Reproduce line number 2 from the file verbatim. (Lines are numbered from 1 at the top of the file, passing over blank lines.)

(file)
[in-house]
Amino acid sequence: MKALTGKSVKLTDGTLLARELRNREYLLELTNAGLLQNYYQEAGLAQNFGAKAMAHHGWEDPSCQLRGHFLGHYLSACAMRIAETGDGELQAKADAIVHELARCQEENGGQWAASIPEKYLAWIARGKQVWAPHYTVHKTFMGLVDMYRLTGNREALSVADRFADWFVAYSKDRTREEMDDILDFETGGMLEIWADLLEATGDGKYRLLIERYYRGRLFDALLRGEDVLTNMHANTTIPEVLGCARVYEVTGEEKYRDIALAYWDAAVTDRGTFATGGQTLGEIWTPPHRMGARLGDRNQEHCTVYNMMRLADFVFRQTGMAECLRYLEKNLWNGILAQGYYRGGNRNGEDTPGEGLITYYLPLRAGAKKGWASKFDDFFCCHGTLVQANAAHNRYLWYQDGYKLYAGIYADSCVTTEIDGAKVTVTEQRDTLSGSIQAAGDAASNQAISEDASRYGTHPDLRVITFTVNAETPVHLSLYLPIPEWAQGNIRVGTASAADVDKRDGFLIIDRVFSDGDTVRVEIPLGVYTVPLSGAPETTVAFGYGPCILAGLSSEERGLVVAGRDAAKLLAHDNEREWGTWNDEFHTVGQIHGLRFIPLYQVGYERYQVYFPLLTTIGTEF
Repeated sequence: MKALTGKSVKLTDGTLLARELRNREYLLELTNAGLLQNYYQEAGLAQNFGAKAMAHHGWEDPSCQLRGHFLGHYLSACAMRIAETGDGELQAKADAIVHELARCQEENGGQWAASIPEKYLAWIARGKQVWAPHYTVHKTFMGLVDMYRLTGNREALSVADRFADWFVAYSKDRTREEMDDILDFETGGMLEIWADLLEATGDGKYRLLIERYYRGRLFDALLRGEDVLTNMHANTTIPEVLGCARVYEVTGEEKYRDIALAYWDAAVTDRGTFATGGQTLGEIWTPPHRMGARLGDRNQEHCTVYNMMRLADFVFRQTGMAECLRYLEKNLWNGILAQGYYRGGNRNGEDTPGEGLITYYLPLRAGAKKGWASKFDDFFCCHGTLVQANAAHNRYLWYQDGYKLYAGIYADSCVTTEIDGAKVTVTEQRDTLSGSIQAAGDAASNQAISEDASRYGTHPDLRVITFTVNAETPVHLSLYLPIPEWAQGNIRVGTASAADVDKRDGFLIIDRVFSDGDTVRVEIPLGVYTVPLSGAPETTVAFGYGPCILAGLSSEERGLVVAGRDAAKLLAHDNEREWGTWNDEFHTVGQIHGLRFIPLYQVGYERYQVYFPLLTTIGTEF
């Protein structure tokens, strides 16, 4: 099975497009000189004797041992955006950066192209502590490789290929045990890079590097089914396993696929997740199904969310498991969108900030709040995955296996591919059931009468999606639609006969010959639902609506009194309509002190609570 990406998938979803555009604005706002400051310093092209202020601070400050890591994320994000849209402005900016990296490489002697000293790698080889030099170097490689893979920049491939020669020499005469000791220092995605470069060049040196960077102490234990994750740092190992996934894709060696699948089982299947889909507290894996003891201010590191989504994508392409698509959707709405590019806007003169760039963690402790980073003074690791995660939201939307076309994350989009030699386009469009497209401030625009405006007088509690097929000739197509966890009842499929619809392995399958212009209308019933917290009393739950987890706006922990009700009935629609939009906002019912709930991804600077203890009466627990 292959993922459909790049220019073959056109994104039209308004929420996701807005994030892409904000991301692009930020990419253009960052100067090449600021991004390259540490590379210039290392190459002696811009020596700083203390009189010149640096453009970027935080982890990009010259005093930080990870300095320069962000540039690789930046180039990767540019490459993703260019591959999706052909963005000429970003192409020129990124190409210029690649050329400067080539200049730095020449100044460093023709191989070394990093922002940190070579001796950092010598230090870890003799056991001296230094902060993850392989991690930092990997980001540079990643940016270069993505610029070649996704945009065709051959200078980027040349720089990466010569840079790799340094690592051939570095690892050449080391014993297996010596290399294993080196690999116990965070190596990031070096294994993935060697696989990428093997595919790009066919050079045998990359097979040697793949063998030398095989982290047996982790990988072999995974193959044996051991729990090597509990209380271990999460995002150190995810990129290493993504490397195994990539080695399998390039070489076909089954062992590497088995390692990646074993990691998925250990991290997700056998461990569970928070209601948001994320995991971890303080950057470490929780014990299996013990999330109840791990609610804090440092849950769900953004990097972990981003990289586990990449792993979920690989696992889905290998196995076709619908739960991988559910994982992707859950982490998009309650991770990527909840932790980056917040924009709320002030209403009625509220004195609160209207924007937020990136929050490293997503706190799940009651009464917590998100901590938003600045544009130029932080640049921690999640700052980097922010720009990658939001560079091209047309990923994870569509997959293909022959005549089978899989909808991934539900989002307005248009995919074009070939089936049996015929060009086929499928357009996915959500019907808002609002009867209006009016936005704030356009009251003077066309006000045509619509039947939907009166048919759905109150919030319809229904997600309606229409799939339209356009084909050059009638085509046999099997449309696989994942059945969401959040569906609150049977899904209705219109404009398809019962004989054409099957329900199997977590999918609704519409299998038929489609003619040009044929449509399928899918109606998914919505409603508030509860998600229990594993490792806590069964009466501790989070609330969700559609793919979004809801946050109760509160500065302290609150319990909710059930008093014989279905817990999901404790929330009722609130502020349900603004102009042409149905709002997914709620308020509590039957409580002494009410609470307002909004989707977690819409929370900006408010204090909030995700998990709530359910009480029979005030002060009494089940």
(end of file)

Amino acid sequence: MKALTGKSVKLTDGTLLARELRNREYLLELTNAGLLQNYYQEAGLAQNFGAKAMAHHGWEDPSCQLRGHFLGHYLSACAMRIAETGDGELQAKADAIVHELARCQEENGGQWAASIPEKYLAWIARGKQVWAPHYTVHKTFMGLVDMYRLTGNREALSVADRFADWFVAYSKDRTREEMDDILDFETGGMLEIWADLLEATGDGKYRLLIERYYRGRLFDALLRGEDVLTNMHANTTIPEVLGCARVYEVTGEEKYRDIALAYWDAAVTDRGTFATGGQTLGEIWTPPHRMGARLGDRNQEHCTVYNMMRLADFVFRQTGMAECLRYLEKNLWNGILAQGYYRGGNRNGEDTPGEGLITYYLPLRAGAKKGWASKFDDFFCCHGTLVQANAAHNRYLWYQDGYKLYAGIYADSCVTTEIDGAKVTVTEQRDTLSGSIQAAGDAASNQAISEDASRYGTHPDLRVITFTVNAETPVHLSLYLPIPEWAQGNIRVGTASAADVDKRDGFLIIDRVFSDGDTVRVEIPLGVYTVPLSGAPETTVAFGYGPCILAGLSSEERGLVVAGRDAAKLLAHDNEREWGTWNDEFHTVGQIHGLRFIPLYQVGYERYQVYFPLLTTIGTEF